“Spooky,” is how Pegida UK – the latest branch of a global, anti-Islam, protest group – chooses to describe its silent march on the outskirts of Birmingham.
“Islam is Nazism incarnate,” announces its new leader, Paul Weston, to a few hundred soggy, sober, brolly-clad protesters waving “Trump is Right” placards.
Pegida UK protestors march through the rain. Photos: India Bourke
Such numbers are a far cry from the tens of thousands who attended the movement’s inaugural rallies in Germany in 2014, in response to the perceived “Islamisation” of Europe. And they would be derisory if the cheers Weston receives from his supporters weren’t quite so chilling, nor echoed so far.
For Pegida UK is not alone. From Calais to Canberra, thousands marched in the name of the movement’s toxic platform of anti-immigration and anti-Islam last weekend. I went to see the Birmingham rally to find out why such a protest is taking place in Britain.
“Today is the first of many European wide demonstrations that will bring people together like never before,” Tommy Robinson, UK founder and ex-EDL leader, tells the assembled crowd. “It’s planting the seed of something huge.”
Robinson hopes to exploit a gap within Britain’s far-right. Traditional groups are fractured: the British National Party was decimated at the last election, standing just eight of a previous 338 candidates. In its place, a swell of smaller, extremist bodies – from the Sigurd Legion to National Action – are pressing an ever more militant agenda. Pegida hopes to scale back the hooliganism in order to garner a wider appeal, but it shares these groups’ confrontation with Islam, and each may spur the other on.
“With Pegida we’re seeing the rise of a seminal new threat,” says Birmingham MP Liam Byrne. “In the rise of Isis and politicians like Donald Trump, you have forces determined to promote a clash of civilisations between Islam and the West. Pegida is trying to surf that wave and make sure it crashes on our shores.”
Opponents hope the movement will suffer the same implosion that felled the BNP and EDL, with both leaning too much on their leaders’ personal brands. Robinson certainly seems as adolescent as ever: laughing as he swipes away a photo of a scantily-clad blonde on his iPhone screen to show me the international Pegida leadership’s “hidden” Facebook group.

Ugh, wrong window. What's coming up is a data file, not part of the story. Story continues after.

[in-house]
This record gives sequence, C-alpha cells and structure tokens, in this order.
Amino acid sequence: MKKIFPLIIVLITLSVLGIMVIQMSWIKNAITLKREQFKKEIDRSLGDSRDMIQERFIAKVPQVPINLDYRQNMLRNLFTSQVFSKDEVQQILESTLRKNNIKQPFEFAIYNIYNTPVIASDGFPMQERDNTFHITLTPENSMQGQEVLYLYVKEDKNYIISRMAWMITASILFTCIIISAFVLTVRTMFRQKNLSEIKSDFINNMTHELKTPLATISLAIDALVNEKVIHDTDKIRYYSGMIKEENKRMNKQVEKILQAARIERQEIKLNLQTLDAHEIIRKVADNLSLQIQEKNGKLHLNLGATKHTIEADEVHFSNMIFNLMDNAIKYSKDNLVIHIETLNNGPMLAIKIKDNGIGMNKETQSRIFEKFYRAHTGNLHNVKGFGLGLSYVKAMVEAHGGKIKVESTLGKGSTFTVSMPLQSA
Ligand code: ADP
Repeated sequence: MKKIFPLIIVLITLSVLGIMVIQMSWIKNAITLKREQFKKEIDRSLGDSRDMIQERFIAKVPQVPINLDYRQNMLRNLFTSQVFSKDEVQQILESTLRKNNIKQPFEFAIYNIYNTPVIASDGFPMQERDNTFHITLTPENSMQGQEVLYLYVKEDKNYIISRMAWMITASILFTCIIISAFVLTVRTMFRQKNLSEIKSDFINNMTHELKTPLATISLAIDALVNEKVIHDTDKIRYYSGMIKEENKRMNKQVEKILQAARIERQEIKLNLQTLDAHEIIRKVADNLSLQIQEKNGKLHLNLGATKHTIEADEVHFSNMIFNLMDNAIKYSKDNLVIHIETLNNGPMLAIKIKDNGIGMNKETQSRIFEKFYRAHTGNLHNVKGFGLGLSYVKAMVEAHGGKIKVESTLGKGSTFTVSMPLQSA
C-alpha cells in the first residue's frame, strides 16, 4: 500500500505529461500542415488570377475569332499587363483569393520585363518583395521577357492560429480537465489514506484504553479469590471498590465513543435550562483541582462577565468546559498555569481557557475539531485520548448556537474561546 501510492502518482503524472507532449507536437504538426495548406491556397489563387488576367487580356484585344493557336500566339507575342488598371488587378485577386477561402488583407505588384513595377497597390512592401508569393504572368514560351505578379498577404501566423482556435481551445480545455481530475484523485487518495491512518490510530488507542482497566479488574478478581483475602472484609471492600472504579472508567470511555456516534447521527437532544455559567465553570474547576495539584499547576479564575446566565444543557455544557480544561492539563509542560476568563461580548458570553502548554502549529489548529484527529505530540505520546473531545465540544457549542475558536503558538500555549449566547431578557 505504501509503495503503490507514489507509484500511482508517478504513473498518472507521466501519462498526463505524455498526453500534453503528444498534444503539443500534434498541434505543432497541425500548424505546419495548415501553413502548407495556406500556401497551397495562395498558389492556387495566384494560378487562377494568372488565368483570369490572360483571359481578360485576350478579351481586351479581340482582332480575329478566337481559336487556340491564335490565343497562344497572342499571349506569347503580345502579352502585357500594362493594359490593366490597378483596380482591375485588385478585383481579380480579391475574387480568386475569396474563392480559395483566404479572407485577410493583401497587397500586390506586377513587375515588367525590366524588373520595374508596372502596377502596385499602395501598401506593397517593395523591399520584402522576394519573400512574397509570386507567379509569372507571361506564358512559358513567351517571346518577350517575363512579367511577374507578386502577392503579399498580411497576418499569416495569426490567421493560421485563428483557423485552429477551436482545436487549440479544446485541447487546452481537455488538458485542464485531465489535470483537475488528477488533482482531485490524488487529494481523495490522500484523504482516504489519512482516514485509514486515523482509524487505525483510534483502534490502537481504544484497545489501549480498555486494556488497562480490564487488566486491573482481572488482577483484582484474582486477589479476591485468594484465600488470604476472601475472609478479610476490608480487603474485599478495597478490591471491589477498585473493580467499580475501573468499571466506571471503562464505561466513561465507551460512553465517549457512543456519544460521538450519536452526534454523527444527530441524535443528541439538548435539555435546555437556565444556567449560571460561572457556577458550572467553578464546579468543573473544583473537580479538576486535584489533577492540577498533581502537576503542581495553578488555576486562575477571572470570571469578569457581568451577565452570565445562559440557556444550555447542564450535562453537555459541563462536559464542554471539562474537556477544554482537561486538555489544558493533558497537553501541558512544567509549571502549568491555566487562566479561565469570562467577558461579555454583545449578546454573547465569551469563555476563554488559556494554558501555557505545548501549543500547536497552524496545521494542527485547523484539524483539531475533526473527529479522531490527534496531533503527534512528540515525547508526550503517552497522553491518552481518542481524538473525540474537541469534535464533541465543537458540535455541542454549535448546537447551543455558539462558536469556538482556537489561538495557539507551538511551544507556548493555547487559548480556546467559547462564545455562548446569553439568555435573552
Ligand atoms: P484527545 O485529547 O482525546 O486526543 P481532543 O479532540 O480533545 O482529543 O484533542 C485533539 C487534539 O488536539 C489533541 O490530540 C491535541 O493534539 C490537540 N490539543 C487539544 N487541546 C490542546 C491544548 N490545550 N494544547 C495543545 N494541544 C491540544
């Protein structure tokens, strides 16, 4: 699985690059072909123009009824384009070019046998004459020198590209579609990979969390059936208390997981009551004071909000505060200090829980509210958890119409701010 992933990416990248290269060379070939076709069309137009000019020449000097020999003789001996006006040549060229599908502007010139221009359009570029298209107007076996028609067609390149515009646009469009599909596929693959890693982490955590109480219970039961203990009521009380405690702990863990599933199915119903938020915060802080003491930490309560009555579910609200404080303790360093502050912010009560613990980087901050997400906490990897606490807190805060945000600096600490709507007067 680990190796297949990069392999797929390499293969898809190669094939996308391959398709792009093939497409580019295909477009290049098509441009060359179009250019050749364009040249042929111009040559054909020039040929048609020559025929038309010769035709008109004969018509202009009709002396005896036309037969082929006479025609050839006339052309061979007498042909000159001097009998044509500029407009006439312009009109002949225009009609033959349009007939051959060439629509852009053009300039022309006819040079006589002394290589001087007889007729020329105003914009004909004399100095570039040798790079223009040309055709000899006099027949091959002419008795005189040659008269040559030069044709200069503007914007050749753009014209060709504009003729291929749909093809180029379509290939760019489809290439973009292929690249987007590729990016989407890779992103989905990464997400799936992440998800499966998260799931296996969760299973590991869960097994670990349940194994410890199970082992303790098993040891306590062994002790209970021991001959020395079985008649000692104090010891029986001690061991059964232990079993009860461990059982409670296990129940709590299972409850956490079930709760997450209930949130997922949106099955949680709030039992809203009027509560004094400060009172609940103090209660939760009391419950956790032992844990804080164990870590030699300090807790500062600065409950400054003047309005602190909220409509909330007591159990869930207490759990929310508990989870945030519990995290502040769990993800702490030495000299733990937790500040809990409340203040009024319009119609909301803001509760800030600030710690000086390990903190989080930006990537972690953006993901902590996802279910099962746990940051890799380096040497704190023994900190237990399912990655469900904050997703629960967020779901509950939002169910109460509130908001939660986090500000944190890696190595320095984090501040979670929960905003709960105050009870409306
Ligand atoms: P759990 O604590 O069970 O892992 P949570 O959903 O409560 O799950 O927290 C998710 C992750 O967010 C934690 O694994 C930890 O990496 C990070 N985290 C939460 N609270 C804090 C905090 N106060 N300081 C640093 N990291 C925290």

Their new apparently “suited and booted” middle-class following is also less than wholehearted. One pin-striped IT executive I speak to seems embarrassed by the whole affair: “I’m just a cowardly family man who can’t see a solution being offered by mainstream politicians. I’d be sacked if they knew I was here,” he says, declining to give his name.
A Pegida protestor poses in front of the main stage.
As long as such hesitation prevails, Pegida UK will struggle. Still, there’s a sense more needs to be done to ensure its demise.
Matching protest with counter-protest is the traditional leftwing response, and this weekend saw thousands of Pegida opponents take to the streets across Europe. Yet, in some cases, direct confrontation can risk drowning out – even alienating – the very voices it seeks to win over.
“Smash the facists into the sea,” instructed the Twitter account of the North London Antifa group ahead of last weekend’s far-right, anti-immigration protest in Dover, where injuries were sustained by demonstrators on both sides.
Instead, many now believe a better answer begins with that most British of pastimes: tea and a chat.
On the day before the Birmingam march, hundreds of the city’s cross-party leaders, religious figures and citizens gathered together at Birmingham Central Mosque to share their concerns over shortcake and jalebi.
“Groups like Pegida are parasites on the real concerns people have,” says John Page from the anti-extremism group Hope not Hate. “So we have to listen to these issues to close the cracks.
Initiatives around the city will attempt to take this approach, which sets a welcome lead not just for the UK, but Europe too.
The blanket smearing by groups like Pegida of Islam as a religion of sexist, homophobic Jihadi Johns places the burden of action disproportionately on the city’s Muslims. “It is our turn now to suffer these attacks,” says Mr Ali, Birmingham Central Mosque’s 42-year-old administrator. “It was the Irish, then the Jews, and now it is the time for us. But we are proud to be British Muslims and we will do what we can to defend this country.”
A permanent visitors gallery, Visit-my-Mosque events, and publications that condemn Isis, are just some of the ways the community is challenging demonisation. It is even hosting a documentary crew from Channel 4 – a bold move in a city still reeling from Benefits Street.
Birmingham resident, Luke Holland, at a peaceful counter-protest in the city centre.
Mr Ali says: “The extreme right know nothing about Islam, but neither do many Muslim extremists.” The mosque is therefore in the process of formulating a “code of conduct”, making clear that hate speech of any kind is unacceptable.
“We have to help young people become the next Chamberlains and Cadburys and Lucases of this city,” regardless of background, says Labour councillor Habib Rehman. Instead of letting them slip into despair and extremism of any kind, “we have to tell them: ‘Yes You Khan!’”
Tea and talk is not the most dramatic response to Pegida’s claim it will have “100,000 decent people on the street” by the end of the year. But, in Birmingham at least – the city of Typhoo, where bhangra is as familiar as Bournville, and “No dogs, no Irish!” still sits heavy on the collective mind – tea, for now, means hope.